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13th April - Another year, another album...never thought I'd say that!

So I’m at it again.

When ‘Prove You Wrong’ was released in March 2013, it felt like a culmination of things; all the years of trying to make the best of my abilities as a muso and come up with an album of which I could be justly and permanently proud. And I felt I achieved that.

I hadn’t bargained for what was to come in the ensuing months. I don’t mean that the album went triple platinum and I got 3 Brit nominations – that was never going to happen! The album sold respectably well and did receive plenty of critical acclaim from all the right places within the rock music industry – so that was all fine and dandy.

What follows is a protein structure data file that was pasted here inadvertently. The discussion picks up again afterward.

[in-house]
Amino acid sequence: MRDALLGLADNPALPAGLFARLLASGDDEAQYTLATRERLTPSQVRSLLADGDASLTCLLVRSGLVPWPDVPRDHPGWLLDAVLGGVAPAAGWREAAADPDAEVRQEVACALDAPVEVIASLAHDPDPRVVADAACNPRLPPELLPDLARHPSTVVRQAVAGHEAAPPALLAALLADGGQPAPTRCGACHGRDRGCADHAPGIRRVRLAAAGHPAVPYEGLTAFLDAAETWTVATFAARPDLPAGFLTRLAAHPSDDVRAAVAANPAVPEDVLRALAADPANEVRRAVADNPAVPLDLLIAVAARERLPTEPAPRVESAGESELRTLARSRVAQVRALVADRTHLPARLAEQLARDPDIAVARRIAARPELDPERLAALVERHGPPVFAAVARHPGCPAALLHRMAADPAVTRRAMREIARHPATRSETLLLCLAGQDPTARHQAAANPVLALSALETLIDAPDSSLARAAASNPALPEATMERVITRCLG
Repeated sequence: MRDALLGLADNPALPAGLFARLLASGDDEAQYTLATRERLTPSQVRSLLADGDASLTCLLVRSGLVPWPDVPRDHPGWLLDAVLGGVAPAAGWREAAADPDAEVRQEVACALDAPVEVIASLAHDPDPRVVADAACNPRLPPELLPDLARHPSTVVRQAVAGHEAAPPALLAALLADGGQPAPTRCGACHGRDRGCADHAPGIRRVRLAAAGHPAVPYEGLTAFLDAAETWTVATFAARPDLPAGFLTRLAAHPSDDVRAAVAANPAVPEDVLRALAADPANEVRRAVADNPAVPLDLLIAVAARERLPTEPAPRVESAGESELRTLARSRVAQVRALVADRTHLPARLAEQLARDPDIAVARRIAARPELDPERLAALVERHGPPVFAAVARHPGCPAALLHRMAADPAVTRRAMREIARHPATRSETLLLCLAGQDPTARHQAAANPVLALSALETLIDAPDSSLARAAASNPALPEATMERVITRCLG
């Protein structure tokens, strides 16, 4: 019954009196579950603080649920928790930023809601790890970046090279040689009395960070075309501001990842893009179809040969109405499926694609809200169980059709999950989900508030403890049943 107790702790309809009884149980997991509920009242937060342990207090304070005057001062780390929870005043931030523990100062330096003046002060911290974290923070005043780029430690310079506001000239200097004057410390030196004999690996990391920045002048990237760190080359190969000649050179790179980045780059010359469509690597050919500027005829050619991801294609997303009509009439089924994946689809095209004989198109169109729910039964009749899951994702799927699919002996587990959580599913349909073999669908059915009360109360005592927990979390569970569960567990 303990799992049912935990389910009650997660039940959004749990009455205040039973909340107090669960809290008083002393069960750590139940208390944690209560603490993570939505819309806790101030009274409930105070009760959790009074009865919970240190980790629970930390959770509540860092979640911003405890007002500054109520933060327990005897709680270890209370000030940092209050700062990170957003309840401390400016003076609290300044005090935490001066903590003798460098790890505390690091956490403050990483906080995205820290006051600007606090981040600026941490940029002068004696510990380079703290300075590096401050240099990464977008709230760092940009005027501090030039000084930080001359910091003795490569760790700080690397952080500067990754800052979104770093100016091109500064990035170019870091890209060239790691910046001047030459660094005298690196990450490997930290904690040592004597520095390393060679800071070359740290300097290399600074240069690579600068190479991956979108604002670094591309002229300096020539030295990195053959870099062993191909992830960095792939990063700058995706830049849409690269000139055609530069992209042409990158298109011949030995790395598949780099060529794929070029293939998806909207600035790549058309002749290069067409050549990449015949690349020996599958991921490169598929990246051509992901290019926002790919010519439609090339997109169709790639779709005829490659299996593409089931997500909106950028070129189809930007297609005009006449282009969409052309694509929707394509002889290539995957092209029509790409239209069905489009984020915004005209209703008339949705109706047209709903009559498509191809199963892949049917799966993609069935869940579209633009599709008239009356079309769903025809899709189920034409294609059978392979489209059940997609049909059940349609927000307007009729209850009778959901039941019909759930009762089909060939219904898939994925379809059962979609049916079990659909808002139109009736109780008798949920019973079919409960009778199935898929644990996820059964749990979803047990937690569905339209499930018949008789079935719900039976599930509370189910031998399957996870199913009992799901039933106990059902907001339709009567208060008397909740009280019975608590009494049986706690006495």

What was both surprising and pleasing to me was the sudden reawakening of my song writing instinct, which had in truth been lying somewhat dormant in the run up to the recording of PYW during 2012. I had 2 songs left over from my initial list of possible songs for my debut (‘Simple As That’ & ‘Better Off Out Of It…’), and I thought about getting Alex Cooper, my producer at Arkham Studios, to record them just for a frame of reference.

But then, one day in Summer 2013, I wrote a really interesting chord progression whilst casually noodling around on my electric piano. Over the years I’ve neglected piano playing for a number of reasons, but with a spare room in my new flat that I could dedicate to musical artefacts, my Yamaha Clavinova took pride of place, and I started to rediscover how much fun it was not only to play it, but to write with it.